Easy English: Direct and Indirect Objects

Transitive and Intransitive Verbs

In English, verbs can be followed by two different kinds of objects, depending on the type of verb we are using. These are either direct objects or indirect objects.

Transitive verbs are able to take a direct object, whereas intransitive verbs cannot. Here are some examples of both (the direct objects are in bold):

Transitive verb: Kick

  • I kicked the ball.
  • James kicked an empty can.
  • Sarah kicked her feet.

Intransitive verb: Laugh

  • She laughed quietly.
  • The child laughed.
  • I laughed out loud.

For the transitive verb “kick,” the action requires a recipient: an object that is acted upon. In this case, “the ball” receives the action of the verb, which makes it the direct object.

However, notice that we cannot use a direct object with the intransitive verb “laugh.” This is because the action isn’t done to another person or object. It only involves the subject itself.

Now let’s look at direct objects and indirect objects a bit more closely.

Direct Objects

A direct object is a noun phrase that identifies a person or thing as the receiver of an action (and remember that actions are expressed using verbs).

For example, in the sentence “She ate a cookie,” the verb is “ate” and the direct object (the thing that received the action) is “a cookie.”

  • I read a book.
  • We watched the sunrise.
  • Tara played the piano.

Indirect Objects

An indirect object is a noun phrase that refers to a person or thing that is affected by the action of the verb but which isn’t the primary object.

For example, in the sentence “John gave her a flower,” the verb is “gave,” the indirect object is “her,” and the direct object is “a flower.”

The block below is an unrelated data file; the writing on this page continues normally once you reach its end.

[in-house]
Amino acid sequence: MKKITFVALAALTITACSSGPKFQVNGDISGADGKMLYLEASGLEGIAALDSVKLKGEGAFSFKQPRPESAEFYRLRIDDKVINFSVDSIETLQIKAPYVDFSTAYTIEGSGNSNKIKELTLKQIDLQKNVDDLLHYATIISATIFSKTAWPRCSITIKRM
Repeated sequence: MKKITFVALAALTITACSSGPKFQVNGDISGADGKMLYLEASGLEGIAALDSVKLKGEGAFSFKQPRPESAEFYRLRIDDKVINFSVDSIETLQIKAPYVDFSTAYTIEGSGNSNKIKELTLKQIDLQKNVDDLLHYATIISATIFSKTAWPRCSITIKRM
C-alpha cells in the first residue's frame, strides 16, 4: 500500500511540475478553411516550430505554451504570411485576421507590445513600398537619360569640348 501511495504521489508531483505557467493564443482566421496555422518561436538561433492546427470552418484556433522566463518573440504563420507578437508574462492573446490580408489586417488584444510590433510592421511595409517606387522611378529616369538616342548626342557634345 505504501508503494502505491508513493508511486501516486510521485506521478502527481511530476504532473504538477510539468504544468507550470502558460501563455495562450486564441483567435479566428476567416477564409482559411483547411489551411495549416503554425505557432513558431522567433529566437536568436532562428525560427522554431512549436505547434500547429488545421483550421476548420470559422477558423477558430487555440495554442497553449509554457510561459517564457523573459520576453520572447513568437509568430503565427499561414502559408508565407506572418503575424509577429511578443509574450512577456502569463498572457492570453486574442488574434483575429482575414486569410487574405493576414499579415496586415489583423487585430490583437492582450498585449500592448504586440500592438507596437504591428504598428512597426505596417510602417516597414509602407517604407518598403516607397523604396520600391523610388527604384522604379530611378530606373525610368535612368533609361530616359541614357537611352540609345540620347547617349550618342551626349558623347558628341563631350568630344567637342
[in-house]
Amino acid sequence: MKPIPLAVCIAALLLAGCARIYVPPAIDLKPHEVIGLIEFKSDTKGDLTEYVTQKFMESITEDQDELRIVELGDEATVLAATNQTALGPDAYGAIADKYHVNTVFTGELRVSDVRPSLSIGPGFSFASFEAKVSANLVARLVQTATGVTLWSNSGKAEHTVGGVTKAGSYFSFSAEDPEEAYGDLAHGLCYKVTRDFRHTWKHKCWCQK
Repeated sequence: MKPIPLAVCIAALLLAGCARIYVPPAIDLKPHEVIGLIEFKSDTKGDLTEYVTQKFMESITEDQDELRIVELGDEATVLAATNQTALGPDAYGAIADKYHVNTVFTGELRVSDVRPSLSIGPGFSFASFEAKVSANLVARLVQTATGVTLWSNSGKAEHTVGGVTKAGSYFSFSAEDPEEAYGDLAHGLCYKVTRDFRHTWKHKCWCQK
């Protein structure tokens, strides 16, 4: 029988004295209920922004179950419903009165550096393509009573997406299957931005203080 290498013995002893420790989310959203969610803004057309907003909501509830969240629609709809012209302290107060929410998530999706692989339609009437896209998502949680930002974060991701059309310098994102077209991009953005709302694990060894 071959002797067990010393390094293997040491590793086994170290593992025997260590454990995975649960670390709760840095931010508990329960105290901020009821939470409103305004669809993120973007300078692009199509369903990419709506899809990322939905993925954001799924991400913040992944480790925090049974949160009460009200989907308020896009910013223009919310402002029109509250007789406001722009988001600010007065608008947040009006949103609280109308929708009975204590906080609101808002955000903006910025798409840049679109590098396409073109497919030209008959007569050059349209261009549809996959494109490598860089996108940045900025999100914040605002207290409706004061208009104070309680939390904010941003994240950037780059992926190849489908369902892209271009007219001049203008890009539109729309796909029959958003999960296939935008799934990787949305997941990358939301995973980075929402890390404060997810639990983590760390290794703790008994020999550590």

In other words, the flower received the action of John giving it away, and “her” identifies the person who was affected by this action.

Here are a few more examples. The indirect objects are underlined, and the direct objects are in bold:

  • I poured us a drink.
  • Jane gave the dog a bone.
  • My father bought me a video game.

When to Use Prepositions

Direct Objects

If the direct object is a pronoun (such as “it” or “him”), we place it before the indirect object, and we need to use a preposition (e.g., “to”):

  • I lent it to my friend.
  • Can you mail it to me?
  • She gave that to us.

Notice that the preposition “to” in these examples indicates the person at whom the action was directed (the indirect object).

Indirect Objects

If the indirect object comes before the direct object, we don’t use a preposition:

  • I wrote my girlfriend a letter.

However, if the indirect object comes after the direct object, then we do need to use a preposition:

  • I wrote a letter to my girlfriend.

Special Cases: Verbs Worth Noting

If we only have an indirect object after the verb “write” or “read,” then we need to use a preposition:

Verb: Write

  • My pen pal writes to me often.

Comparison: Two objects

  • My pen pal writes me a letter often. (No preposition)

    My pen pal writes a letter to me often. (Preposition)

Verb: Read

  • My mother reads to us every night.

Comparison: Two objects

  • My mother reads us a story every night. (No preposition)
  • My mother reads a story to us every night. (Preposition)

Lastly, when we use verbs like “tell,” “show,” and “promise” with only an indirect object, we don’t use a preposition:

  • I told everyone.
  • “Can you show us?”
  • She promised me.

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4 thoughts on “Easy English: Direct and Indirect Objects

    • Rockwaller Books
      Rockwaller Books says:

      Hi Michiko,
      That’s a very good question! Certain verbs in English can be both transitive and intransitive depending on how you use them. For example, the verb “sleep” is usually used as an intransitive verb (e.g., “I sleep in a bed” or “We sleep at night”; these sentences can’t take a direct object). However, we can also use “sleep” as a transitive verb (e.g., “Her apartment sleeps three people”; in this context, “sleep” is transitive, so it does take a direct object).

      This can be a bit confusing, so it’s often best to learn how each verb behaves naturally as you build your vocabulary.

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    Anton says:

    I always get confused between direct objects and indirect objects. I can say a sentence properly (most of the time), but it’s hard to say what part of speech I am using. Verbs and nouns are easy, but objects and prepositions are hard.

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